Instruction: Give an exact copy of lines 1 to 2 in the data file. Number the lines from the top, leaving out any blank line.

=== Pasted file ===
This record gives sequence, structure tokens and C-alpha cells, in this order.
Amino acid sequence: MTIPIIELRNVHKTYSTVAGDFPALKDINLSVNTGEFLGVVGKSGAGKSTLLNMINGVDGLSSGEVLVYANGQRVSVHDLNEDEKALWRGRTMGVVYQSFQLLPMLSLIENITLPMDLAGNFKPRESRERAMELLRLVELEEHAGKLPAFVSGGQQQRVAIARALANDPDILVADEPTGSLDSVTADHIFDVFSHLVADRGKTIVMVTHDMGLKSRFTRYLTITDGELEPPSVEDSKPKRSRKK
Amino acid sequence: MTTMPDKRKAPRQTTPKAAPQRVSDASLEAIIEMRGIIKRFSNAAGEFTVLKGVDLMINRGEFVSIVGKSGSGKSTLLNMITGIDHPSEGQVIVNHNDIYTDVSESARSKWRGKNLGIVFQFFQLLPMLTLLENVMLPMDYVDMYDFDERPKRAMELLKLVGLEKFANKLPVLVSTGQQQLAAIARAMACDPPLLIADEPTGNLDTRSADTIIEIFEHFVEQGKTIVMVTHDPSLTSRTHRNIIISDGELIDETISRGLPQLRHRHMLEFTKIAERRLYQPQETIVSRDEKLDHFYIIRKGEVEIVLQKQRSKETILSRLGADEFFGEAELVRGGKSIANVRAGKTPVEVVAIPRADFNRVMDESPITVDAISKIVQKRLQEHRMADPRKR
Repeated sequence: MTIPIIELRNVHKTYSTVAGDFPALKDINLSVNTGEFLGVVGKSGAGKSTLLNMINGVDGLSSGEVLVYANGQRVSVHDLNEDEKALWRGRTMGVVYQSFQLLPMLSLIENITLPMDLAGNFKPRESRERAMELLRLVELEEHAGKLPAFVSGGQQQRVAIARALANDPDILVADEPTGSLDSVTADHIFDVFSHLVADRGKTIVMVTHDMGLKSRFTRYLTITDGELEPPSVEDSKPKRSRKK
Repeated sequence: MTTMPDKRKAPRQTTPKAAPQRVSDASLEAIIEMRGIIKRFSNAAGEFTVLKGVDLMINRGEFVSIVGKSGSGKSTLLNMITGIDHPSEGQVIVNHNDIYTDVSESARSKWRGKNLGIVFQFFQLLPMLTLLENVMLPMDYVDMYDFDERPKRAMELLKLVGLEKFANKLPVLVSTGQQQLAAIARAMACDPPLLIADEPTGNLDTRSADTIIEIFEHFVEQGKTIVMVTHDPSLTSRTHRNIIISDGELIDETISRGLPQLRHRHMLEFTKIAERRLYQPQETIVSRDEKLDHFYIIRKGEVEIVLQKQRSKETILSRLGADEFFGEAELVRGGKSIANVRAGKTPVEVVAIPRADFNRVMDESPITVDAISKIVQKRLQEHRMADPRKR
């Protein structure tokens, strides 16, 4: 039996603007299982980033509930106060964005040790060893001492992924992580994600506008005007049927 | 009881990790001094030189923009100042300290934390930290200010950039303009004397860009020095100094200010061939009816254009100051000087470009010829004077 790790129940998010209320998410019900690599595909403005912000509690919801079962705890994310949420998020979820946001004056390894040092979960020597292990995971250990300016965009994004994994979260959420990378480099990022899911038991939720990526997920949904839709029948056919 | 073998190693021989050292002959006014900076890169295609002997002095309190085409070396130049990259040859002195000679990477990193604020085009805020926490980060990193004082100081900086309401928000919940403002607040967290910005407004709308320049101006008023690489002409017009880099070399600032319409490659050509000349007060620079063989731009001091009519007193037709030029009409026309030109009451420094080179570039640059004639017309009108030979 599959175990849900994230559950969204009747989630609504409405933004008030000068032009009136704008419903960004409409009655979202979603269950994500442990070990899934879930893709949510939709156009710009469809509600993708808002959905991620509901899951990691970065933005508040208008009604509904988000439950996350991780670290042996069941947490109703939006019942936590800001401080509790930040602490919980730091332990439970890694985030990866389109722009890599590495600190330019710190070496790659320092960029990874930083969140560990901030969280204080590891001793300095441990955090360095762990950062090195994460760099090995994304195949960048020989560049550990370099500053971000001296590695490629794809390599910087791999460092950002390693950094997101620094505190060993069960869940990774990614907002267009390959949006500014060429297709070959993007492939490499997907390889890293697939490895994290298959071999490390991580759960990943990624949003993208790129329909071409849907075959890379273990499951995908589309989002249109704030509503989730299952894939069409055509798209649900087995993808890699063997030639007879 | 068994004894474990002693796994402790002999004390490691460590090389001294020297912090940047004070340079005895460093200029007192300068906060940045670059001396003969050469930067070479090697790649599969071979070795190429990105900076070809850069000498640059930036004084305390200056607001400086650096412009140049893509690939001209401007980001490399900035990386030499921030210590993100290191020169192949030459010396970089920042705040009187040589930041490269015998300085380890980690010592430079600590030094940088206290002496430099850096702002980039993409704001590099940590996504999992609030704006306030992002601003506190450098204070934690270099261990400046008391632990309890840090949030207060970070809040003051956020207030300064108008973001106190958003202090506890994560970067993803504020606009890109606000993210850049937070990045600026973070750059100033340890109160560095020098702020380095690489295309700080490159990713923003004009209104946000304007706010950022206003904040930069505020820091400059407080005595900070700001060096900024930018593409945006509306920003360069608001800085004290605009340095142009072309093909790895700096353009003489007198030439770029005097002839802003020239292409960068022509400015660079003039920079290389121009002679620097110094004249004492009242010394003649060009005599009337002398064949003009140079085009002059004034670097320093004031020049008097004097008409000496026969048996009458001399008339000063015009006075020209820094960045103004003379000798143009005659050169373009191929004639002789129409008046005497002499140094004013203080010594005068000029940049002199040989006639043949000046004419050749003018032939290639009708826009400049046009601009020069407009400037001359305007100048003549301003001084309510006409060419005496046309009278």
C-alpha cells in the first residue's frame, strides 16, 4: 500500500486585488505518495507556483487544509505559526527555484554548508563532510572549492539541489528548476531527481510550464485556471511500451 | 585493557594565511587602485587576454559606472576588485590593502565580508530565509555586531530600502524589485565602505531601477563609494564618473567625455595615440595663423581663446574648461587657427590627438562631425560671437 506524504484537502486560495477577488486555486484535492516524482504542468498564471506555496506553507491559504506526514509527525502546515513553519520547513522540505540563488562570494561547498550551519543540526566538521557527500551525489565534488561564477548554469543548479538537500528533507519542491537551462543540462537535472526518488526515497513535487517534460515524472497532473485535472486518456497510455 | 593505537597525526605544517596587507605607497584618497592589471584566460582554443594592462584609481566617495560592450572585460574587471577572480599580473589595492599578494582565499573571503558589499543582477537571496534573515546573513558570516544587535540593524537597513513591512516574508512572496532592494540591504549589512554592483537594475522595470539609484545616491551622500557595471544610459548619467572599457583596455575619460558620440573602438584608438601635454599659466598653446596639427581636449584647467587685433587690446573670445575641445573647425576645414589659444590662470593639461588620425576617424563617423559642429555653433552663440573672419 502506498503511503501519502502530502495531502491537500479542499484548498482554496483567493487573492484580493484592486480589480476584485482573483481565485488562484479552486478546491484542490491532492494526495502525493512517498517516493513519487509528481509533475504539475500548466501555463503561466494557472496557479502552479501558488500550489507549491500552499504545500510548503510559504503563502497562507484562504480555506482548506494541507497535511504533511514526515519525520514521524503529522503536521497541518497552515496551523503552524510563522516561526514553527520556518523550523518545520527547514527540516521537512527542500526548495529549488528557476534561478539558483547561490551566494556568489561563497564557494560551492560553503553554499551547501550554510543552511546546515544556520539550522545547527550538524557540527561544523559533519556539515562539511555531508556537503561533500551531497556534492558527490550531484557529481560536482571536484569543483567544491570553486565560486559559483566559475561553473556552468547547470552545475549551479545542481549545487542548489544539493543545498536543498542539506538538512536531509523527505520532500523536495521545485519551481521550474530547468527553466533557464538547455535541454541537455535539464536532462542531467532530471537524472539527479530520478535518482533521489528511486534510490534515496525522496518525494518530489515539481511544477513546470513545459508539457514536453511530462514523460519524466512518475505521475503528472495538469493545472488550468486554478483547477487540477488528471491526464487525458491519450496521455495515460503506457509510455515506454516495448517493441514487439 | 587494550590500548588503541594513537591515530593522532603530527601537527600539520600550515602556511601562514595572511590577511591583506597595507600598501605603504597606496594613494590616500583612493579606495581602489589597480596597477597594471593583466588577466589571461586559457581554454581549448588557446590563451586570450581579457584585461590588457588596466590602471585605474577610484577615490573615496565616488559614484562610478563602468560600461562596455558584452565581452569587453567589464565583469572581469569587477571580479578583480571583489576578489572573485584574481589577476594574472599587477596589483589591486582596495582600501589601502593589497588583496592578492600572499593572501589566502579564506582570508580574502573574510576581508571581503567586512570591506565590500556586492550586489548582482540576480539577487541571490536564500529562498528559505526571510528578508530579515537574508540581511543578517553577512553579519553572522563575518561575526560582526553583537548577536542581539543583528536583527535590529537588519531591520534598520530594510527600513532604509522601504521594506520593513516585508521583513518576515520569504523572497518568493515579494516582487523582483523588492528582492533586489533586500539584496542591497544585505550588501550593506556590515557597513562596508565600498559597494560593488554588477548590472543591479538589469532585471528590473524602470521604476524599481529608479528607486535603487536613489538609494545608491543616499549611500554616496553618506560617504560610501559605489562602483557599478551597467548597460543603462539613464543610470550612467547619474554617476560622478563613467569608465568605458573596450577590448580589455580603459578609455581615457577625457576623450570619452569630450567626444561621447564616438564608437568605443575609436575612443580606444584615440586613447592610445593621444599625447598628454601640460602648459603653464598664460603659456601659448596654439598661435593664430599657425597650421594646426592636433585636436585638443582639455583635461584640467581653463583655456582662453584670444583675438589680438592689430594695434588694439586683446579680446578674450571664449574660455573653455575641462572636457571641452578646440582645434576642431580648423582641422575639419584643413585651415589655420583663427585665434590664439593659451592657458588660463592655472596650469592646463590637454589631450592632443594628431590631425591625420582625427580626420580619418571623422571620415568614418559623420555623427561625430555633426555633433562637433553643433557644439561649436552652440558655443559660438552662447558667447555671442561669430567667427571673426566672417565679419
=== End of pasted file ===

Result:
This record gives sequence, structure tokens and C-alpha cells, in this order.
Amino acid sequence: MTIPIIELRNVHKTYSTVAGDFPALKDINLSVNTGEFLGVVGKSGAGKSTLLNMINGVDGLSSGEVLVYANGQRVSVHDLNEDEKALWRGRTMGVVYQSFQLLPMLSLIENITLPMDLAGNFKPRESRERAMELLRLVELEEHAGKLPAFVSGGQQQRVAIARALANDPDILVADEPTGSLDSVTADHIFDVFSHLVADRGKTIVMVTHDMGLKSRFTRYLTITDGELEPPSVEDSKPKRSRKK